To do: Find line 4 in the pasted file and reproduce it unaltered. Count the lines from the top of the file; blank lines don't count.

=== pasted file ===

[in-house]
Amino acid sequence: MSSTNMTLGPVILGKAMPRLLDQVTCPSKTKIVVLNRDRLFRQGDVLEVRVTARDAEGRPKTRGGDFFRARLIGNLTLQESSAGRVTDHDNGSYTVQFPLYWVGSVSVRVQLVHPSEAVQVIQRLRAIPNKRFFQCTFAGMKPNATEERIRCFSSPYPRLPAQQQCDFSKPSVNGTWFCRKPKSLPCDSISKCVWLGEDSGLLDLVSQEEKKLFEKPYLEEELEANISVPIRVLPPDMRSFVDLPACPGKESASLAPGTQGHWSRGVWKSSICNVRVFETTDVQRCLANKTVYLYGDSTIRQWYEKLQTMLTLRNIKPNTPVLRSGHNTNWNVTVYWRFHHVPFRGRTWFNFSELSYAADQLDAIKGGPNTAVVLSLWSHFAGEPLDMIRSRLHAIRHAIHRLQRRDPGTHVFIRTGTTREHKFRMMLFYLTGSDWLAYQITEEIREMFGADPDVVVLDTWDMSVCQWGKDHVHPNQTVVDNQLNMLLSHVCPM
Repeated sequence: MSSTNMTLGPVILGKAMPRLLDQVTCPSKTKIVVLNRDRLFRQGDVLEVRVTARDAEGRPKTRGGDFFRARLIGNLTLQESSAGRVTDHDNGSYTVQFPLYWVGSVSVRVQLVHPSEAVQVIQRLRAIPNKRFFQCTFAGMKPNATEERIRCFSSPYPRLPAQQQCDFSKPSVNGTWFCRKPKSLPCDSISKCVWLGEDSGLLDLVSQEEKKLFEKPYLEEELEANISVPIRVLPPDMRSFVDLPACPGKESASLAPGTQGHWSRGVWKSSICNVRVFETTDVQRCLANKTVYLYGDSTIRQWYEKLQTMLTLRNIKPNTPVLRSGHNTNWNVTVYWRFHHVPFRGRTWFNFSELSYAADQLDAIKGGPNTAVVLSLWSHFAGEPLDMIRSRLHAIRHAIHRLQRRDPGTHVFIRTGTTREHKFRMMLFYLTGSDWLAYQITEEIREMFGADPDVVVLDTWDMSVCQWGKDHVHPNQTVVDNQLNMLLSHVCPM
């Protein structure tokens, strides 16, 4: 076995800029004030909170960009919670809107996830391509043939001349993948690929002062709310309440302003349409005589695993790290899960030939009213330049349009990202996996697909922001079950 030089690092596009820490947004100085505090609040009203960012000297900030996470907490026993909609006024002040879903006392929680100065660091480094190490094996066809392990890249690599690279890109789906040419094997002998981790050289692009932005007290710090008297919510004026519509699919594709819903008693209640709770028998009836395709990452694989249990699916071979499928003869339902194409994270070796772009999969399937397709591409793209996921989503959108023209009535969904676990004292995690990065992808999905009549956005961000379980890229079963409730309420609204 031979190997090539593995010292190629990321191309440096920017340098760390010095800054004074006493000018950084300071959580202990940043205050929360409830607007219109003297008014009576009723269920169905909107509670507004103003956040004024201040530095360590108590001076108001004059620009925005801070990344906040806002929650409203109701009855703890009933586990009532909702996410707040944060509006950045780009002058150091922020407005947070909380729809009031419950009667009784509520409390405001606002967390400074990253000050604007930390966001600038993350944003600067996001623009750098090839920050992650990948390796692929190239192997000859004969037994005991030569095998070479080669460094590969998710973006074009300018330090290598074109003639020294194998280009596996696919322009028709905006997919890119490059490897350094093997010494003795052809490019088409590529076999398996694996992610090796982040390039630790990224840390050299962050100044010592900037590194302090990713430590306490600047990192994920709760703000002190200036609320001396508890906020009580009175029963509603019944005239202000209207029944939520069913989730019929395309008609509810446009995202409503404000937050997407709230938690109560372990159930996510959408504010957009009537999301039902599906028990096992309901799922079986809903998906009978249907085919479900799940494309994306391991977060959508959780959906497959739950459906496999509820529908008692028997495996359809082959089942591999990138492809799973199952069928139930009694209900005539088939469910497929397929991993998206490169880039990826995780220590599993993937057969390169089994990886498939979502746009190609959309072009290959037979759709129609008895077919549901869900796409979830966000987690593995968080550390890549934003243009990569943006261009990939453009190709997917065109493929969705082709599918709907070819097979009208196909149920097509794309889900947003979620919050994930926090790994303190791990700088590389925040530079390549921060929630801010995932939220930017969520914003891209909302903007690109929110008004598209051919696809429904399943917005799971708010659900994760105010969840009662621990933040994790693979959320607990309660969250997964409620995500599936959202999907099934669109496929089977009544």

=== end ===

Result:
């Protein structure tokens, strides 16, 4: 076995800029004030909170960009919670809107996830391509043939001349993948690929002062709310309440302003349409005589695993790290899960030939009213330049349009990202996996697909922001079950 030089690092596009820490947004100085505090609040009203960012000297900030996470907490026993909609006024002040879903006392929680100065660091480094190490094996066809392990890249690599690279890109789906040419094997002998981790050289692009932005007290710090008297919510004026519509699919594709819903008693209640709770028998009836395709990452694989249990699916071979499928003869339902194409994270070796772009999969399937397709591409793209996921989503959108023209009535969904676990004292995690990065992808999905009549956005961000379980890229079963409730309420609204 031979190997090539593995010292190629990321191309440096920017340098760390010095800054004074006493000018950084300071959580202990940043205050929360409830607007219109003297008014009576009723269920169905909107509670507004103003956040004024201040530095360590108590001076108001004059620009925005801070990344906040806002929650409203109701009855703890009933586990009532909702996410707040944060509006950045780009002058150091922020407005947070909380729809009031419950009667009784509520409390405001606002967390400074990253000050604007930390966001600038993350944003600067996001623009750098090839920050992650990948390796692929190239192997000859004969037994005991030569095998070479080669460094590969998710973006074009300018330090290598074109003639020294194998280009596996696919322009028709905006997919890119490059490897350094093997010494003795052809490019088409590529076999398996694996992610090796982040390039630790990224840390050299962050100044010592900037590194302090990713430590306490600047990192994920709760703000002190200036609320001396508890906020009580009175029963509603019944005239202000209207029944939520069913989730019929395309008609509810446009995202409503404000937050997407709230938690109560372990159930996510959408504010957009009537999301039902599906028990096992309901799922079986809903998906009978249907085919479900799940494309994306391991977060959508959780959906497959739950459906496999509820529908008692028997495996359809082959089942591999990138492809799973199952069928139930009694209900005539088939469910497929397929991993998206490169880039990826995780220590599993993937057969390169089994990886498939979502746009190609959309072009290959037979759709129609008895077919549901869900796409979830966000987690593995968080550390890549934003243009990569943006261009990939453009190709997917065109493929969705082709599918709907070819097979009208196909149920097509794309889900947003979620919050994930926090790994303190791990700088590389925040530079390549921060929630801010995932939220930017969520914003891209909302903007690109929110008004598209051919696809429904399943917005799971708010659900994760105010969840009662621990933040994790693979959320607990309660969250997964409620995500599936959202999907099934669109496929089977009544």